The Way I See It: Introducing an independent perspective on the local news

Wednesday, August 8th, 2012 at 9:00 AM
The Way I See It: Introducing an independent perspective on the local news by Rebecca Styn

On any given day, our local community is overflowing with news stories that have some bearing on each and every one of us. Dependent upon your perspective, these issues can have either a positive or negative impact in your world. Some of them influence us more than others, and we believe those issues should have a continuous voice. This column is designed as an “in case you missed it” wrap-up of those issues and my reflections on them. It is the start of what I hope to be a long and lovely courtship with each and every one of you.

Voter-ID Law Lands Back in Court
As it currently stands, come November you’re all going to need an ID to be able to exercise what was once just your constitutional right. Currently there is a legal challenge pending and Commonwealth Court Judge Robert Simpson has said he plans to issue a ruling the week of August 13 on whether the law is proper under Pennsylvania’s constitution. The ID in and of itself is not my issue here – I have an ID; therefore, I have no problem having it with me. However, the more important issue, the one that goes hand-in-hand with it, is voter suppression. I hate to tell you this, but I can almost guarantee that many of those out there touting the need for IDs to vote aren’t even getting to the polls themselves. You know how I know this? Because, statistically speaking, in a non-presidential year, Pennsylvania sees about 24 percent average voter turnout statewide. Locally that number is lower. I have a better idea, folks; why don’t we find more ways to encourage people to vote instead of deterring them? What if 100 percent of eligible voters exercised their right to vote – can you imagine the world we’d live in?

City Budget Surplus
What do you get when you subtract 60,222,053 from 60,297,951? Well, if you’re talking about a budget, we call that a surplus, my friends. In a mid-year financial report to City Council, the Mayor expects to end the year with close to $75,900 left in the general fund budget. Say what you will about our fair mayor, but a $75,000 surplus is better than a $75,000 deficit any day of the week. Isn’t that what we all complain about anyhow when it comes to government – fiscal responsibility?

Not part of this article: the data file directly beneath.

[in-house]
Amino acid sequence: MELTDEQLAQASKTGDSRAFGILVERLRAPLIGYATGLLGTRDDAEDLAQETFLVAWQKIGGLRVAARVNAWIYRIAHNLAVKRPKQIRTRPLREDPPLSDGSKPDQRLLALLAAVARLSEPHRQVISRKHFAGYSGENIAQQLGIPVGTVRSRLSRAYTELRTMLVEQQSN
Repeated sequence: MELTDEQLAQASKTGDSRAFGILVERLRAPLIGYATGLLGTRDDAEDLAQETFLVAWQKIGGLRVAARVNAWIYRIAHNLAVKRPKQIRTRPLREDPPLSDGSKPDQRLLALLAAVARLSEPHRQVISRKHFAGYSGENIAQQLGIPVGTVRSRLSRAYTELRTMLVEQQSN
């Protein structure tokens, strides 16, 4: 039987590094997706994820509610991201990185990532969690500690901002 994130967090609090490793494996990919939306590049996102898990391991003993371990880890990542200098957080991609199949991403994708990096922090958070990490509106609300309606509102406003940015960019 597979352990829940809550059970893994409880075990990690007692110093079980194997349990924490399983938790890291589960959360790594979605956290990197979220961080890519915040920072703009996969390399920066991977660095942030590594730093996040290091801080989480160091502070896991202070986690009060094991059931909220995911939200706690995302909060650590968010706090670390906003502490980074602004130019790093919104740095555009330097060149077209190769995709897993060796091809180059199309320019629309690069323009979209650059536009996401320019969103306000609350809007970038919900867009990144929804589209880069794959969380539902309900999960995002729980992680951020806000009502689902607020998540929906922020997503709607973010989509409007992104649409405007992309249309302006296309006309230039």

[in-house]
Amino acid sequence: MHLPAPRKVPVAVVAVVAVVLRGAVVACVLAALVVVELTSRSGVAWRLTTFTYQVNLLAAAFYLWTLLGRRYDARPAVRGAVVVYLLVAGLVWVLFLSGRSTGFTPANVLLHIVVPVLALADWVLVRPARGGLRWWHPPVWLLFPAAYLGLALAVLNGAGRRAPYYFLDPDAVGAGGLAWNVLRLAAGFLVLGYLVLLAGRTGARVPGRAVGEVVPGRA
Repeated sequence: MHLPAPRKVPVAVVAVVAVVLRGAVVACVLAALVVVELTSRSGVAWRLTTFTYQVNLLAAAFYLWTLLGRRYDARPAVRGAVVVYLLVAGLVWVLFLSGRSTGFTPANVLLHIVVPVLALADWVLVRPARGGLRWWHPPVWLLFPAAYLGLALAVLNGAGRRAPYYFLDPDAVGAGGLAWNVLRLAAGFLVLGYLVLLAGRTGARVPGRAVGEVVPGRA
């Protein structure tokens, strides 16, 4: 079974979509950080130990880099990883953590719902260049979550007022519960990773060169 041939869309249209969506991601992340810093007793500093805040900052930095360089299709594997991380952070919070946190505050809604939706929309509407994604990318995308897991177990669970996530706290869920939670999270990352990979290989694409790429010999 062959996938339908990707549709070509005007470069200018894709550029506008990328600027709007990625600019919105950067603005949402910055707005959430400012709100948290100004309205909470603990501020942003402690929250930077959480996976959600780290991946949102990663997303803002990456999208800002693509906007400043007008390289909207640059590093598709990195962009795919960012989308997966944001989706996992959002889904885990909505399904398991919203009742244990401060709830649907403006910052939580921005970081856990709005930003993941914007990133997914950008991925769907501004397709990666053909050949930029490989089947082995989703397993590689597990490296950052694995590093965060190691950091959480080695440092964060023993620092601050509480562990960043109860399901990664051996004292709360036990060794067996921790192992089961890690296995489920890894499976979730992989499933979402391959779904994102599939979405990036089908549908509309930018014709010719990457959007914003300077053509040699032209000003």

No New McDowell
It’s been more than two years now that the Millcreek School Board began discussing whether to repair or consolidate McDowell Intermediate and High School. When the board met Monday, June 30, the group ultimately voted 8-1 to consolidate both schools. The cost, close to $100 million, would expand the Intermediate High School, demolish the Senior High School and build a new Gus Anderson Field on the east side of Caughey Road. The Facebook group, “No New McDowell,” which currently has close to 1,700 fans, isn’t giving up this fight though. Aside from whether you’re a proponent of rebuilding or not, I don’t believe the board handled making this decision in a responsible manner. The individuals involved had two years (33 meetings) to prepare for all the questions they’d receive regarding this project and in the end couldn’t fully address the financial concerns that had been proposed. And although school districts in Pennsylvania will see a little money in education this year, they still face a growing crisis due to the major cuts in last year’s budget ($860 million). And those individuals that voted in favor of this may not even be on the board when the tax hike comes into play six years from now. In addition, if you didn’t realize, there’s also an upcoming state moratorium on school construction reimbursements. I tried to remain open to the idea (I am a graduate of the school myself) and I’m always a proponent of growth and development, but in the end, the board really just didn’t do their homework.

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